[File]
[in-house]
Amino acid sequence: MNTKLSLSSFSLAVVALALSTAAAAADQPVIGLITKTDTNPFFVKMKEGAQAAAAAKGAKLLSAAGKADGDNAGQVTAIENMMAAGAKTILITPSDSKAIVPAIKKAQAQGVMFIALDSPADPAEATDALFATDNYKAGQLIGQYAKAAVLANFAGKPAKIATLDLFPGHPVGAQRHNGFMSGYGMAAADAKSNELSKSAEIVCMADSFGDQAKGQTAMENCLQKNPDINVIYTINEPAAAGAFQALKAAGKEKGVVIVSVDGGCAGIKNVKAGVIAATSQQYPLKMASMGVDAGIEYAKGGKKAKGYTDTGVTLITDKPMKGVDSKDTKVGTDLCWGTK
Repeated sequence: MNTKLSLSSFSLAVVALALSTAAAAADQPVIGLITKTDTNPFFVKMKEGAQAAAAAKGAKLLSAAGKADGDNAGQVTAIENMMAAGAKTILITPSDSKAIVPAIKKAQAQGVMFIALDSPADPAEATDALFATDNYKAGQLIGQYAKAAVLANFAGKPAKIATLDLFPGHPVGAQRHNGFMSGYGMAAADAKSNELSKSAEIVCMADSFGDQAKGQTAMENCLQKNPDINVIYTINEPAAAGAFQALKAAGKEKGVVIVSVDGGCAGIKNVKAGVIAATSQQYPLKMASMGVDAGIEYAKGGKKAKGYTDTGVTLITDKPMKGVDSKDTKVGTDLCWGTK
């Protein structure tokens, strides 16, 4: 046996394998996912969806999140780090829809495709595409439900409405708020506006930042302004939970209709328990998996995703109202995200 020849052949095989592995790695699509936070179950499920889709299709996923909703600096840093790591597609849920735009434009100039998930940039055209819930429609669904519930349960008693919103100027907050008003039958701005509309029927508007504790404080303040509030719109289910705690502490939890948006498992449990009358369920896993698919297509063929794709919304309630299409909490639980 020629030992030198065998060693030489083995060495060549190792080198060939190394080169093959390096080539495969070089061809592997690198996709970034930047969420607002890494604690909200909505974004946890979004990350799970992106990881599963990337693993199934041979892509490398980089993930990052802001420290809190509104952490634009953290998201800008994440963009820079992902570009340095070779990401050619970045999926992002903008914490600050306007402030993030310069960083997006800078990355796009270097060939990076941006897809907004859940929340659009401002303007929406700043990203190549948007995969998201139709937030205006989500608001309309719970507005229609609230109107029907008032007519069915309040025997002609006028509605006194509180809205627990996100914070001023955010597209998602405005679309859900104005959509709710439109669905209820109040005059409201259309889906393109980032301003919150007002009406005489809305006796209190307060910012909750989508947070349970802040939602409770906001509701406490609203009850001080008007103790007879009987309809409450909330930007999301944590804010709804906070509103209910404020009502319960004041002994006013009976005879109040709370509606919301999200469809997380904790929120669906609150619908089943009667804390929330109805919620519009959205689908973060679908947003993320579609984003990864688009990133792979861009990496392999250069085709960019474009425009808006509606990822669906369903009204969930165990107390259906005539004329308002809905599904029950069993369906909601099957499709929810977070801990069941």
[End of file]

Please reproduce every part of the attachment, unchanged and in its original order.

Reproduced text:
[in-house]
Amino acid sequence: MNTKLSLSSFSLAVVALALSTAAAAADQPVIGLITKTDTNPFFVKMKEGAQAAAAAKGAKLLSAAGKADGDNAGQVTAIENMMAAGAKTILITPSDSKAIVPAIKKAQAQGVMFIALDSPADPAEATDALFATDNYKAGQLIGQYAKAAVLANFAGKPAKIATLDLFPGHPVGAQRHNGFMSGYGMAAADAKSNELSKSAEIVCMADSFGDQAKGQTAMENCLQKNPDINVIYTINEPAAAGAFQALKAAGKEKGVVIVSVDGGCAGIKNVKAGVIAATSQQYPLKMASMGVDAGIEYAKGGKKAKGYTDTGVTLITDKPMKGVDSKDTKVGTDLCWGTK
Repeated sequence: MNTKLSLSSFSLAVVALALSTAAAAADQPVIGLITKTDTNPFFVKMKEGAQAAAAAKGAKLLSAAGKADGDNAGQVTAIENMMAAGAKTILITPSDSKAIVPAIKKAQAQGVMFIALDSPADPAEATDALFATDNYKAGQLIGQYAKAAVLANFAGKPAKIATLDLFPGHPVGAQRHNGFMSGYGMAAADAKSNELSKSAEIVCMADSFGDQAKGQTAMENCLQKNPDINVIYTINEPAAAGAFQALKAAGKEKGVVIVSVDGGCAGIKNVKAGVIAATSQQYPLKMASMGVDAGIEYAKGGKKAKGYTDTGVTLITDKPMKGVDSKDTKVGTDLCWGTK
């Protein structure tokens, strides 16, 4: 046996394998996912969806999140780090829809495709595409439900409405708020506006930042302004939970209709328990998996995703109202995200 020849052949095989592995790695699509936070179950499920889709299709996923909703600096840093790591597609849920735009434009100039998930940039055209819930429609669904519930349960008693919103100027907050008003039958701005509309029927508007504790404080303040509030719109289910705690502490939890948006498992449990009358369920896993698919297509063929794709919304309630299409909490639980 020629030992030198065998060693030489083995060495060549190792080198060939190394080169093959390096080539495969070089061809592997690198996709970034930047969420607002890494604690909200909505974004946890979004990350799970992106990881599963990337693993199934041979892509490398980089993930990052802001420290809190509104952490634009953290998201800008994440963009820079992902570009340095070779990401050619970045999926992002903008914490600050306007402030993030310069960083997006800078990355796009270097060939990076941006897809907004859940929340659009401002303007929406700043990203190549948007995969998201139709937030205006989500608001309309719970507005229609609230109107029907008032007519069915309040025997002609006028509605006194509180809205627990996100914070001023955010597209998602405005679309859900104005959509709710439109669905209820109040005059409201259309889906393109980032301003919150007002009406005489809305006796209190307060910012909750989508947070349970802040939602409770906001509701406490609203009850001080008007103790007879009987309809409450909330930007999301944590804010709804906070509103209910404020009502319960004041002994006013009976005879109040709370509606919301999200469809997380904790929120669906609150619908089943009667804390929330109805919620519009959205689908973060679908947003993320579609984003990864688009990133792979861009990496392999250069085709960019474009425009808006509606990822669906369903009204969930165990107390259906005539004329308002809905599904029950069993369906909601099957499709929810977070801990069941």